Considering her astronomical rise over the past six months, it’s hard to imagine that Kamaiyah was actually working night shifts as a security guard this time last year.
But off the strength of her March mixtape, A Good Night in the Ghetto, the Oakland native landed a deal with Interscope Records and became close collaborators with some of hip-hop's brightest talents. Kamaiyah not only co-wrote YG's infectious player anthem “Why You Always Hatin’” -- which, with its Oakland slang and a guest spot by Drake, rose to No. 62 on the Billboard chart -- but she also steals the spotlight from her more famous co-stars in the video, rapping the hook in a silk robe as two men give her a foot rub.
Now, she’s become part of one of the most transgressive things to happen to hip-hop in 2016: YG’s "F--k Donald Trump" tour.
YG became an unexpected leader of Trump resistance in hip-hop after dropping his single “FDT” during the primaries. The Compton native doesn’t exactly fit the stereotypical “conscious rapper” mold, but he, Kamaiyah, and the other rappers on the tour -- RJ and Sad Boy -- are using their platform and street credibility to mobilize hip-hop fans to get politically active.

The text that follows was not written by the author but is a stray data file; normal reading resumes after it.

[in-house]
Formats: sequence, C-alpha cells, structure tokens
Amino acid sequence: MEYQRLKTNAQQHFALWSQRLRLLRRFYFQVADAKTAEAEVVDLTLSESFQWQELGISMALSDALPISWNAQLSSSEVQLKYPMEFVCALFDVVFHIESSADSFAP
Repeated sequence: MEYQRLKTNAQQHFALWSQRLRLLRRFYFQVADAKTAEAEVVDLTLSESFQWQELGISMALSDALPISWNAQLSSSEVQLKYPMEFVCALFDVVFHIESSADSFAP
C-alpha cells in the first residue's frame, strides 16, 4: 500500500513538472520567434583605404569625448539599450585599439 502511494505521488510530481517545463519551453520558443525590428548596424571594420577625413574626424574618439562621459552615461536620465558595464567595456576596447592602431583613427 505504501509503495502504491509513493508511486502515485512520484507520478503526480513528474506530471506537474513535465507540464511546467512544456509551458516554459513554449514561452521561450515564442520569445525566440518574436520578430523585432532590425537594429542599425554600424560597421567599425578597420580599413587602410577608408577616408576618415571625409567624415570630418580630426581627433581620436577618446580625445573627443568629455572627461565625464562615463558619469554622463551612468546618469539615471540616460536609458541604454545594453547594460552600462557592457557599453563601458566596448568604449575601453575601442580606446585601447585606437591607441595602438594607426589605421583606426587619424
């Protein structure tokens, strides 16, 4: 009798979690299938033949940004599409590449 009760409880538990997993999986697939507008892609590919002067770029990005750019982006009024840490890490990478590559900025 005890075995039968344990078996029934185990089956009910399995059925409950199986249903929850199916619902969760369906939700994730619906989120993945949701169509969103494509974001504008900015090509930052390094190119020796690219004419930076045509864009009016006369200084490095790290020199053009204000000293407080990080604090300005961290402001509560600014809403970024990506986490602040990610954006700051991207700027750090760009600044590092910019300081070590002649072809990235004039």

As for Kamaiyah, the 24-year-old is ascending to a unique position in the hip-hop industry, both as a female artist and one from Oakland. Unlike New York, Chicago, or Memphis, the Bay Area doesn’t have a strong legacy of established female rappers. Nineties pioneers, such as the Conscious Daughters (whom Kamaiyah considers role models) and Suga T of E-40’s group The Click, never rose to the same level of recognition as their male peers. And the Bay Area’s regional style of street rap, mob music, has revolved so much around pimp culture that it’s easy to see why women might feel discouraged from rapping in the first place.